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Surveillance Overview


HRQOL surveillance supports the core functions of public health—assessment, policy development and assurance. As an assessment function, HRQOL surveillance is used to identify unmet population health needs including recognizing trends, disparities, and determinants of health in the population. HRQOL surveillance data can be used to inform decision making, and program and policy development. To assure that the population is benefiting from public health programs, HRQOL surveillance data can be used for program evaluation. A compact set of HRQOL measures including a summary measure of unhealthy days have been developed and validated for population health surveillance and have been widely used since 1993.

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Data Sources

HRQOL surveillance data are now viewed as a health resource for the U.S. population for effective decision making in public health. The CDC Healthy Days measures are an acknowledged standard for population health surveillance by national and international groups. The four core Healthy Days questions have been asked of all participants in the Behavioral Risk Factor Surveillance System (BRFSS) from 1993 through 2009 (except in 2002 when only 20 states asked these questions). Since 2000, the Healthy Days measures have also been administered to respondents aged 12 years or older in the National Health and Nutrition Examination Survey (NHANES). These measures are now accepted as standards in the United States and have been used in other countries including Canada, Sweden, and Italy. In recent years, the Healthy Days data from the BRFSS have also been regularly included in several national, state, and community “health report cards.” Many of these reports are available online.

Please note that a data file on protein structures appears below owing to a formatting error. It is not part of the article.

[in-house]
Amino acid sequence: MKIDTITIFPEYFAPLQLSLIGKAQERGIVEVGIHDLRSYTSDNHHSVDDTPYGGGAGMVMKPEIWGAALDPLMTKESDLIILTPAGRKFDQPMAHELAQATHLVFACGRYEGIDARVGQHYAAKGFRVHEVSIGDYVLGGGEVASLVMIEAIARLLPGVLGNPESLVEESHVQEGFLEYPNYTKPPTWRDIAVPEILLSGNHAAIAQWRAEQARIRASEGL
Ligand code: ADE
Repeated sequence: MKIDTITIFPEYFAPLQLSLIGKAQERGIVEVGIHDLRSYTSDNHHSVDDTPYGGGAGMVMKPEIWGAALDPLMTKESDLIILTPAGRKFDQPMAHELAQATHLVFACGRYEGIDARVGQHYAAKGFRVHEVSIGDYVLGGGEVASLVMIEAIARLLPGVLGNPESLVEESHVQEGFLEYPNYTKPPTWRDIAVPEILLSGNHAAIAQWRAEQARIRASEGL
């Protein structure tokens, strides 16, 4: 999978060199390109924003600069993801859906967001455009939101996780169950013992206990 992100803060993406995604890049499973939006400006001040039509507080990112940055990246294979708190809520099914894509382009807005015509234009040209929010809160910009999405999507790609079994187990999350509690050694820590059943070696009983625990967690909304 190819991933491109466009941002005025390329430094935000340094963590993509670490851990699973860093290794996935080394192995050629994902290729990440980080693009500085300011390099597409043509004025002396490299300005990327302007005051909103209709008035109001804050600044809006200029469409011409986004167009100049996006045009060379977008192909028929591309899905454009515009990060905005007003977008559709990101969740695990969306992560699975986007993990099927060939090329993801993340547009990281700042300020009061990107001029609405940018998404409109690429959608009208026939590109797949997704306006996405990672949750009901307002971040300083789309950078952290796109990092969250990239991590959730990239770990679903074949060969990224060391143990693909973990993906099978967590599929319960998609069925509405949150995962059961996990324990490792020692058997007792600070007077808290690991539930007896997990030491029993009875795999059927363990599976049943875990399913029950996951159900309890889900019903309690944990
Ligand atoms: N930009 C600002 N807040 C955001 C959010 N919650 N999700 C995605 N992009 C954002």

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What are the main advantages of the Healthy Days measures and population data?

  • Relate directly to the Healthy People 2010 and 2020 goals
  • Reflect known demographic and socioeconomic disparities and health patterns
  • Reflect the burden of physical and mental illness and disability
  • Are validated against other established measures (e.g., MOS Short Form 36)
  • Predict short-term mortality, hospitalizations, and physician visits
  • Provide new insights into health behaviors
  • Indicate important new policy-relevant disparities and trends
  • Provide a focus for comprehensive community health programs
  • Provide comparable population data from 1993 onward
  • Are simple to measure, calculate, interpret, and add to other assessments

As knowledge builds about HRQOL surveillance and its potential uses, the Healthy Days measures and accumulating population data give states and communities a unique nationwide standard for identifying and tracking perceived unmet health needs and disparities. Focusing on HRQOL will help health agencies bridge artificial distinctions between physical and mental health and spur collaboration with a wider circle of health partners toward shared goals.

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Contributions to Public Health

Several recent CDC studies have reported increasing numbers of physically and mentally unhealthy days in the United States between 1993 and 2001 (CDC HRQOL Surveillance Summary 2005 [PDF - 219KB]). These studies highlight the benefit of ongoing monitoring of HRQOL and its correlates in the U.S. and the need for population health experts to continue to refine and validate HRQOL and functional status measures. The Healthy Days measures and accumulating population data offer considerable promise as part of a public health paradigm that looks at health as a broad multidimensional construct, comprising both physical and mental well-being.

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Contact Us:
  • Centers for Disease Control and Prevention
    Health Related
    Quality of Life
    Surveillance Program
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